IMD II is set to outlaw product ‘tying’ and tighten up bundling and cross-selling rules
The European Commission has published radical new changes to brokers in the draft of the revised Insurance Mediation Directive (IMD).
The new draft version of the IMD is designed to create new standards for intermediaries across Europe.
Generally, the draft IMD lays out rules on how intermediaries should be regulated, how they should give advice and information, and calls for professional standards.
Suggested changes include:
- A rule that (re)insurance intermediaries have to hold professional indemnity (PI) insurance covering the whole of the EU for at least €1.12m (£900,000) per claim, unless this is already provided for them by insurers or others.
- Tying - where a client can only get access to a particular service by using another service from the same provider - will be outlawed completely. Bundling products is permitted, but customers will have to be told if they can buy them separately.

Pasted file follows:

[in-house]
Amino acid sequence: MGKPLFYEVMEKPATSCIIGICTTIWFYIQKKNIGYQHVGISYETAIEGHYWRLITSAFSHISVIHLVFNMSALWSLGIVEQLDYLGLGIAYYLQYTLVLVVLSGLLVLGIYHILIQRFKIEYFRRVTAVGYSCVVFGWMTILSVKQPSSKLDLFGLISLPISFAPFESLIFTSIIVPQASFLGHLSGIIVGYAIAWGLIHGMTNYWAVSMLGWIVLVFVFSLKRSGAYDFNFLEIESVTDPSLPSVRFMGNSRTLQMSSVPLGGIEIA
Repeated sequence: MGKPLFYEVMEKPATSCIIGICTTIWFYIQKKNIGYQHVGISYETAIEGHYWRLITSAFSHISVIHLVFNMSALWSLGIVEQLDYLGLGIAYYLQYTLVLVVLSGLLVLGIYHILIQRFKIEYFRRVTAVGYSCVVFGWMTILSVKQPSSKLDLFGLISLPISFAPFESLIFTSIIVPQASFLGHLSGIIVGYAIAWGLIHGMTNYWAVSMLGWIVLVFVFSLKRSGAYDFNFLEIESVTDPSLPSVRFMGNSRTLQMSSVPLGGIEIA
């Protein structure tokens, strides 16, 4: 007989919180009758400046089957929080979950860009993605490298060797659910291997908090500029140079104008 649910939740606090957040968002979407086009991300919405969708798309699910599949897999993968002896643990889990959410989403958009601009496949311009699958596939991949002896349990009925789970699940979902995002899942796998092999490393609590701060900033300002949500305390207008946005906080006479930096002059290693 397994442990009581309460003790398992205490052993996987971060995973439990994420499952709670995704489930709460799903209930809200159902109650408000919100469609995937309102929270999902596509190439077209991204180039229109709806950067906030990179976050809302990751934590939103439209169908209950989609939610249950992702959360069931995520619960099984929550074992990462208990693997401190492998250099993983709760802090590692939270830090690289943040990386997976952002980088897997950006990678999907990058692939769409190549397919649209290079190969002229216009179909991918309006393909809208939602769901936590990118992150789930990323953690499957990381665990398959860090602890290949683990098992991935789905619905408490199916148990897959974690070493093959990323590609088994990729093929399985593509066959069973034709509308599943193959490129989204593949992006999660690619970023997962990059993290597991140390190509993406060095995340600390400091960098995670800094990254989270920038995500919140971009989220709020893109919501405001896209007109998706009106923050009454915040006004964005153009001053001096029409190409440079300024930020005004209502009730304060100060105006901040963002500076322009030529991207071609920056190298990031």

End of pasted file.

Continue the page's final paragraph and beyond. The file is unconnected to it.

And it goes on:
- Cross-selling practices by brokers will have to comply with future guidelines to be drawn up by the European Insurance and Occupational Pensions Authority (Eiopa).
- Mandatory general insurance commission disclosure, possibly from 2019/20.
The draft IMD will have to be approved by the European Council and European parliament before being made law in 2013 and coming into effect from 2015, according to law firm Norton Rose.
The IMD has also been extended to cover direct writers and “certain activity” by aggregators. Loss adjusters are also included under the new laws, requiring them to have “appropriate knowledge and ability”.
Chartered Institute of Loss Adjusters president Simon Burley said: “I don’t think any of the loss adjusters have much fear of this potential regulation. We think what we are doing for clients will be more than sufficient to satisfy whatever is in the directive.”
In addition, the UK government must make sure “the competent authorities” set up a system to encourage and protect whistleblowers reporting breaches of the new IMD.
Talking points …
● How much will the IMD II really improve standards in UK broking, given the high levels of regulation brokers currently have to adhere to compared to their European counterparts?
● What will the new directive mean for direct writers and aggregators acting as intermediaries who have not previously been regulated outside of the UK before?